Testicular cancer is rare but could strike in the prime of youth

Mumbai: Every year, nearly 200 men are diagnosed with a rare form of cancer, testicular cancer, at the city’s Tata Memorial Hospital (TMH). Oncologists say this is just the tip of the iceberg, as for want of awareness, many cases go unreported and this could increase the chance of infertility in men, apart from spreading to other organs, eventually resulting in death.

The group most commonly affected by testicular tumours is males aged between 15 and 40 years. Although this form of cancer is rare, it can be cured with timely treatment. The prognosis for those diagnosed is as follows: approximately 90 per cent of those in Stage 1, 70-89 per cent and 60-70 per cent in Stages 2 and 3 can be cured.

Dr Kumar Prabhash, head of the general Euro medical oncology department at TMH, said since this disease is not so common, doctors do not even recognise its symptoms, as it calls for some detailed investigation -- like sonography and a blood test. “The 15-40 age group is a productive phase, so men should take care if their testicles are swollen or their size has changed. They should contact the doctor immediately,” he recommends.

A doctor from Kanpur, who himself is a survivor, says, despite being a doctor he failed to catch the signs -- he consulted other doctors and was diagnosed with hydrocele and underwent surgery. Only later, he learnt he had cancer of the testicles, which needed to be treated immediately, to prevent it from spreading. “When surgery for hydrocele did not work, my family doctor suggested sonography, which revealed it was cancer. In 2017, I came to Tata Hospital for treatment and now, I am completely cured,” he says.

Dr Gagan Prakash, Euro-Onco surgeon, Tata Hospital, said when the patient is diagnosed with cancer, they first check whether it has spread to other parts of the body. “When we get a patient with testicle cancer, first, we check for a tumour in the testicle. If there is one, it is surgically removed. But if there is a possibility of removing it entirely by chemotherapy, then the patient receives chemo,” says Dr Prakash.

Unfortunately, several cases are detected only when the cancer is in an advanced stage. "Though with effective chemotherapy, we can achieve approximately 50-60 per cent rate of cure. In the west, the scenario is completely different. Approximately 80-90 per cent patients come in Stage 1, whereas in our country, 80-90 per cent come when their condition has reached Stage 2 or 3. This is the biggest challenge in treatment,” he says.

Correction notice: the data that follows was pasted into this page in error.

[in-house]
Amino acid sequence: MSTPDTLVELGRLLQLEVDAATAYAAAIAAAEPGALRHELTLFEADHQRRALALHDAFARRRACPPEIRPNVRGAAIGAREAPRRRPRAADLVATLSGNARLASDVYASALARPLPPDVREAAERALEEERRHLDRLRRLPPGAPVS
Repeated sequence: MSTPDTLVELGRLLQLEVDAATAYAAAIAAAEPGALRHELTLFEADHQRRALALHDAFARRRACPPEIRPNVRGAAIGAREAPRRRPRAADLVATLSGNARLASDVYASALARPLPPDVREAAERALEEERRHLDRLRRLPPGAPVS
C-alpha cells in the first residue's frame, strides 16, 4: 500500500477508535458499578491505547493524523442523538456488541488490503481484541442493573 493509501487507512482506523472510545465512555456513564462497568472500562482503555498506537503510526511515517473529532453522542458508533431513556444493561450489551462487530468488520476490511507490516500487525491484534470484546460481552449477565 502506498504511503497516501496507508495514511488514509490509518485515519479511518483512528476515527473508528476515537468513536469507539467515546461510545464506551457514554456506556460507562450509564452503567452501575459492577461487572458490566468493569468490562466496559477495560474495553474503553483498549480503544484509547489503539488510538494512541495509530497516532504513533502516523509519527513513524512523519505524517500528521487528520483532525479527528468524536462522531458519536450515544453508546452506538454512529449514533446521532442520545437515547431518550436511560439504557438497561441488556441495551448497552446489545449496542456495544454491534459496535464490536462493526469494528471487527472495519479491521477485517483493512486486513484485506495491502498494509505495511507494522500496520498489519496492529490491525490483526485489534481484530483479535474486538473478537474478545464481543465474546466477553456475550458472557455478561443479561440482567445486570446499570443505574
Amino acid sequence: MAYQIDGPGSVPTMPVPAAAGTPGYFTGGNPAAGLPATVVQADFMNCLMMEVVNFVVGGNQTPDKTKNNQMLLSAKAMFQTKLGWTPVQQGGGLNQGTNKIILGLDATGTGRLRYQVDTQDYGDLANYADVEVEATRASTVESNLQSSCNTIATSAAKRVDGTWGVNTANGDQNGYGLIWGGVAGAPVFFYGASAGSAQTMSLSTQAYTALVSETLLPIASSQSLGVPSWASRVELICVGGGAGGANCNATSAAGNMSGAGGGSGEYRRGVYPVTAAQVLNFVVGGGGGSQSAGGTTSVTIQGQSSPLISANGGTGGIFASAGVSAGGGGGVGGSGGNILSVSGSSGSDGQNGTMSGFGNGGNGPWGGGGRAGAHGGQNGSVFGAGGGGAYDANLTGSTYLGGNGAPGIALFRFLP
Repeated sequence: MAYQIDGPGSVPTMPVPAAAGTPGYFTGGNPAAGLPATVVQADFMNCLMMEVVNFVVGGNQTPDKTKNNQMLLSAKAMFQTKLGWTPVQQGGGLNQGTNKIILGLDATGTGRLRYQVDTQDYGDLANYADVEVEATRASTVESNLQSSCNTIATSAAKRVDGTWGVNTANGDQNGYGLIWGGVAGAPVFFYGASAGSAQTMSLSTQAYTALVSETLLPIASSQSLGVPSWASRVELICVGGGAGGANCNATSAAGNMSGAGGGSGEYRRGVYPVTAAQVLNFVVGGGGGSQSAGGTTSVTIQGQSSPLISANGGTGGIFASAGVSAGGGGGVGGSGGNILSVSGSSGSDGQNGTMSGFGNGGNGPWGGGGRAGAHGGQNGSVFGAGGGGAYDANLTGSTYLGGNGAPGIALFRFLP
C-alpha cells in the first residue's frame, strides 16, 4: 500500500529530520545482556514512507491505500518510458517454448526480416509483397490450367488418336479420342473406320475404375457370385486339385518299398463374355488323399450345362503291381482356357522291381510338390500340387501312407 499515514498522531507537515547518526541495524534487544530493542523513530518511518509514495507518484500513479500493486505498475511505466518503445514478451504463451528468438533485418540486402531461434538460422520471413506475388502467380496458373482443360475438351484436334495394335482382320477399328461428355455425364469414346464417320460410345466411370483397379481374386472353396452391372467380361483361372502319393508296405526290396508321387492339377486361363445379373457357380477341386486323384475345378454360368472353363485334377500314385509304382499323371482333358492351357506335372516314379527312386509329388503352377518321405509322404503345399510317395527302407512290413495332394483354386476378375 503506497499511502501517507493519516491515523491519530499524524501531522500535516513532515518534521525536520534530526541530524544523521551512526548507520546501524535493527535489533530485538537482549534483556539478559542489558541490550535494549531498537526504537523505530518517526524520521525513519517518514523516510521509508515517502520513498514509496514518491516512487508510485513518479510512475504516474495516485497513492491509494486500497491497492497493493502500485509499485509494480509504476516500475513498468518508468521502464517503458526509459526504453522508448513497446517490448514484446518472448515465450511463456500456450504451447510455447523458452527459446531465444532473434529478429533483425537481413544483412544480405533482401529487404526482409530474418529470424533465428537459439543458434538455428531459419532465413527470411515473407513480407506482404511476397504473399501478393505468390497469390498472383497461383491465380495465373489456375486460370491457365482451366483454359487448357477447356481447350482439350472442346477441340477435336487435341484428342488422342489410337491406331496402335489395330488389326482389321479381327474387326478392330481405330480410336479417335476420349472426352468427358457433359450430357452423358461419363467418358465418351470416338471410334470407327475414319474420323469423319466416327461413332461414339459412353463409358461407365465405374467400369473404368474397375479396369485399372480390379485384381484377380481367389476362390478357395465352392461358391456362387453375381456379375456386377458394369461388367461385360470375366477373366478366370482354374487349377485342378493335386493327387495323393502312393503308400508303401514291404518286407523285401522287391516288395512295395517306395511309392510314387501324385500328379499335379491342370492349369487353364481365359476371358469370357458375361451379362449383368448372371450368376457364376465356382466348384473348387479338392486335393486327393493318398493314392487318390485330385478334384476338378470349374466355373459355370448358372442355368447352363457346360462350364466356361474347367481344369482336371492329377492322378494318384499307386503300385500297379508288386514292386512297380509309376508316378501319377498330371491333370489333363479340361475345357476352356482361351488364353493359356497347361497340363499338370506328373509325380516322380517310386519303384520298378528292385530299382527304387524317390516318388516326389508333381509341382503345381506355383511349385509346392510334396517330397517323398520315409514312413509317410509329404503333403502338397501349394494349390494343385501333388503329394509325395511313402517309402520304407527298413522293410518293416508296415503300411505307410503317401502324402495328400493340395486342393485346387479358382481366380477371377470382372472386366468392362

Timely detection increases the chance of cure but patients also face financial constraints. "Our effort is to treat such patients so that they can increase their chances of being cured. The management depends upon the stage of the disease," informs Dr Prakash.

Early stage cancer is treated with a single cycle of chemotherapy, whereas slightly advanced and advanced stages of the disease require three and four chemo cycles respectively. After the cycles are complete, a repeat scan is done verify the patient is disease-free. If residual disease is detected, we then opt for radiotherapy or surgery, depending upon the stage of the cancer originally manifested in the patient.

Possible signs to look for

One of the key signs of this disease is a lump or enlargement in either testicle, which can be detected with self-examination. This test is best carried out in a hot shower when the scrotum is relaxed. By rolling each testicle gently between the fingertips, men can note changes in the anatomy. Swelling or a pea-sized lump might indicate an issue and should trigger a visit to the doctor. Keep in mind that the testicles also have blood vessels and other tubes attached to them, so they won't be perfectly round.

Other signs include a feeling of heaviness in the scrotum, a dull ache in the abdomen or groin, a sudden collection of fluid in the scrotum or pain or discomfort in a testicle or the scrotum. Enlargement or tenderness of the breasts and back pain should also be cause for concern.

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